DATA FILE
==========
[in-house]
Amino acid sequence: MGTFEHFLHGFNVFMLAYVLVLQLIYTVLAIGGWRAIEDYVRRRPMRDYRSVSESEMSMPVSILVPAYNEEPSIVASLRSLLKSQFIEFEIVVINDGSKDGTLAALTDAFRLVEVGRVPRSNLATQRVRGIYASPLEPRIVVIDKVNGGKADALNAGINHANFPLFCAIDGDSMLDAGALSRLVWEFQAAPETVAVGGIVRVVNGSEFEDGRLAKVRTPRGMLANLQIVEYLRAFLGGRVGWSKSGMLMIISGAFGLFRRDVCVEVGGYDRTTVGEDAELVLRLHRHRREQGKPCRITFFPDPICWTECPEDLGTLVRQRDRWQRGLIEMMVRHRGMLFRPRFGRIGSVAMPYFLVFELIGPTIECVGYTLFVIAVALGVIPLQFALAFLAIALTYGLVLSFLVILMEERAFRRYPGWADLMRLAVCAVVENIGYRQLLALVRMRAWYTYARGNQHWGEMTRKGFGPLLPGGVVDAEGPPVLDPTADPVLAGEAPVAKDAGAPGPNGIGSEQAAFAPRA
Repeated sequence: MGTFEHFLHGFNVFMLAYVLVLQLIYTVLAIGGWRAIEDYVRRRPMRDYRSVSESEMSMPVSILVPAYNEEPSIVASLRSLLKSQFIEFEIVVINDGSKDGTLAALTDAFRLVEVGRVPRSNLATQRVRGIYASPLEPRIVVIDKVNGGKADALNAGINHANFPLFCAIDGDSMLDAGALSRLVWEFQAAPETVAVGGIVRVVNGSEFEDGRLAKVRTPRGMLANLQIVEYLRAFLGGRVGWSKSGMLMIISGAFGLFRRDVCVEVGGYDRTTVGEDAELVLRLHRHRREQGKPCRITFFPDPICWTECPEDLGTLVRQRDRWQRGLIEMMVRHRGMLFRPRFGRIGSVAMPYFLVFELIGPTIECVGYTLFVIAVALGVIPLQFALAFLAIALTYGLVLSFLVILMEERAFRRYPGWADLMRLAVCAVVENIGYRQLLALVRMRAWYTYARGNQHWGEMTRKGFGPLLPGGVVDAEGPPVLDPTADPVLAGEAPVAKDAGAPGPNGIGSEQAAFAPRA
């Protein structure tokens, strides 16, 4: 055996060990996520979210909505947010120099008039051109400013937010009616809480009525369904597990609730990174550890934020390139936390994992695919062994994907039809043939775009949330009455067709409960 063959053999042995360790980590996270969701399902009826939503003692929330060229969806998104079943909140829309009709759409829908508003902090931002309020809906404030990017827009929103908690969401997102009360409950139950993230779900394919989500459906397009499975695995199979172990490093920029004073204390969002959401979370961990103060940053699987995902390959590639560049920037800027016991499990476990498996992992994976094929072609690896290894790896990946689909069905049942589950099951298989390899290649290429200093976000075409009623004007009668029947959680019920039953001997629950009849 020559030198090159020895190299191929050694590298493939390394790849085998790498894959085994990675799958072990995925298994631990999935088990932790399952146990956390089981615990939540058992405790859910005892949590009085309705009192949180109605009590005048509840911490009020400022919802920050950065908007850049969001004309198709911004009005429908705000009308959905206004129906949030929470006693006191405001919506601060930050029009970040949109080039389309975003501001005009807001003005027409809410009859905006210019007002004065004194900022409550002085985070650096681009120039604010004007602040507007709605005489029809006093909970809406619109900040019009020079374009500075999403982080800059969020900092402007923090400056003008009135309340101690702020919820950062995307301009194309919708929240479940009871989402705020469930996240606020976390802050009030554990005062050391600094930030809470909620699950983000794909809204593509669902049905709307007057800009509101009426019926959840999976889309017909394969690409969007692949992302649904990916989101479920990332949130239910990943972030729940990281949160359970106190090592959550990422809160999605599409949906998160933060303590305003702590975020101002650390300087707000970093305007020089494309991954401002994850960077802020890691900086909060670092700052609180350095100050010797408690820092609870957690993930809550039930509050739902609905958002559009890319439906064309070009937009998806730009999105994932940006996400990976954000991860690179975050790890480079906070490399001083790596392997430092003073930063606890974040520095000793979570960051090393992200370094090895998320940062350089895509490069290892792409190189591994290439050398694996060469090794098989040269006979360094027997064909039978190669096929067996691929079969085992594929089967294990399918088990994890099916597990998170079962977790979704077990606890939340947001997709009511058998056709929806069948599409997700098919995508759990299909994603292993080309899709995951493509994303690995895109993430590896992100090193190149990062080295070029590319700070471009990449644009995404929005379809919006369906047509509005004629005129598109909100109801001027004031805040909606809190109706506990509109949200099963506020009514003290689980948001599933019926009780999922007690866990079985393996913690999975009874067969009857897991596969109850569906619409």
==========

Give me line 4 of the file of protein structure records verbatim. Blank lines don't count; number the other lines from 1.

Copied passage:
């Protein structure tokens, strides 16, 4: 055996060990996520979210909505947010120099008039051109400013937010009616809480009525369904597990609730990174550890934020390139936390994992695919062994994907039809043939775009949330009455067709409960 063959053999042995360790980590996270969701399902009826939503003692929330060229969806998104079943909140829309009709759409829908508003902090931002309020809906404030990017827009929103908690969401997102009360409950139950993230779900394919989500459906397009499975695995199979172990490093920029004073204390969002959401979370961990103060940053699987995902390959590639560049920037800027016991499990476990498996992992994976094929072609690896290894790896990946689909069905049942589950099951298989390899290649290429200093976000075409009623004007009668029947959680019920039953001997629950009849 020559030198090159020895190299191929050694590298493939390394790849085998790498894959085994990675799958072990995925298994631990999935088990932790399952146990956390089981615990939540058992405790859910005892949590009085309705009192949180109605009590005048509840911490009020400022919802920050950065908007850049969001004309198709911004009005429908705000009308959905206004129906949030929470006693006191405001919506601060930050029009970040949109080039389309975003501001005009807001003005027409809410009859905006210019007002004065004194900022409550002085985070650096681009120039604010004007602040507007709605005489029809006093909970809406619109900040019009020079374009500075999403982080800059969020900092402007923090400056003008009135309340101690702020919820950062995307301009194309919708929240479940009871989402705020469930996240606020976390802050009030554990005062050391600094930030809470909620699950983000794909809204593509669902049905709307007057800009509101009426019926959840999976889309017909394969690409969007692949992302649904990916989101479920990332949130239910990943972030729940990281949160359970106190090592959550990422809160999605599409949906998160933060303590305003702590975020101002650390300087707000970093305007020089494309991954401002994850960077802020890691900086909060670092700052609180350095100050010797408690820092609870957690993930809550039930509050739902609905958002559009890319439906064309070009937009998806730009999105994932940006996400990976954000991860690179975050790890480079906070490399001083790596392997430092003073930063606890974040520095000793979570960051090393992200370094090895998320940062350089895509490069290892792409190189591994290439050398694996060469090794098989040269006979360094027997064909039978190669096929067996691929079969085992594929089967294990399918088990994890099916597990998170079962977790979704077990606890939340947001997709009511058998056709929806069948599409997700098919995508759990299909994603292993080309899709995951493509994303690995895109993430590896992100090193190149990062080295070029590319700070471009990449644009995404929005379809919006369906047509509005004629005129598109909100109801001027004031805040909606809190109706506990509109949200099963506020009514003290689980948001599933019926009780999922007690866990079985393996913690999975009874067969009857897991596969109850569906619409």